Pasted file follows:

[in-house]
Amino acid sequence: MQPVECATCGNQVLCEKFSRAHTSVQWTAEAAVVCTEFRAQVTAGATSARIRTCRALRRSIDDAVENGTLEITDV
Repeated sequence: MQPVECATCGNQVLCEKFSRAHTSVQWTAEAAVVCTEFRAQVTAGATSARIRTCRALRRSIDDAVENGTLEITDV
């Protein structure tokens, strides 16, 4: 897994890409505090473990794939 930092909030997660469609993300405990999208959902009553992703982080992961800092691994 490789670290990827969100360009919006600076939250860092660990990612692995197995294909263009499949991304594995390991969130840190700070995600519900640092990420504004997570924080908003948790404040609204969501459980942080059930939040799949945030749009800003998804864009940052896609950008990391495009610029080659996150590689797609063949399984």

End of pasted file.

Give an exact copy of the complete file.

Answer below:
[in-house]
Amino acid sequence: MQPVECATCGNQVLCEKFSRAHTSVQWTAEAAVVCTEFRAQVTAGATSARIRTCRALRRSIDDAVENGTLEITDV
Repeated sequence: MQPVECATCGNQVLCEKFSRAHTSVQWTAEAAVVCTEFRAQVTAGATSARIRTCRALRRSIDDAVENGTLEITDV
């Protein structure tokens, strides 16, 4: 897994890409505090473990794939 930092909030997660469609993300405990999208959902009553992703982080992961800092691994 490789670290990827969100360009919006600076939250860092660990990612692995197995294909263009499949991304594995390991969130840190700070995600519900640092990420504004997570924080908003948790404040609204969501459980942080059930939040799949945030749009800003998804864009940052896609950008990391495009610029080659996150590689797609063949399984």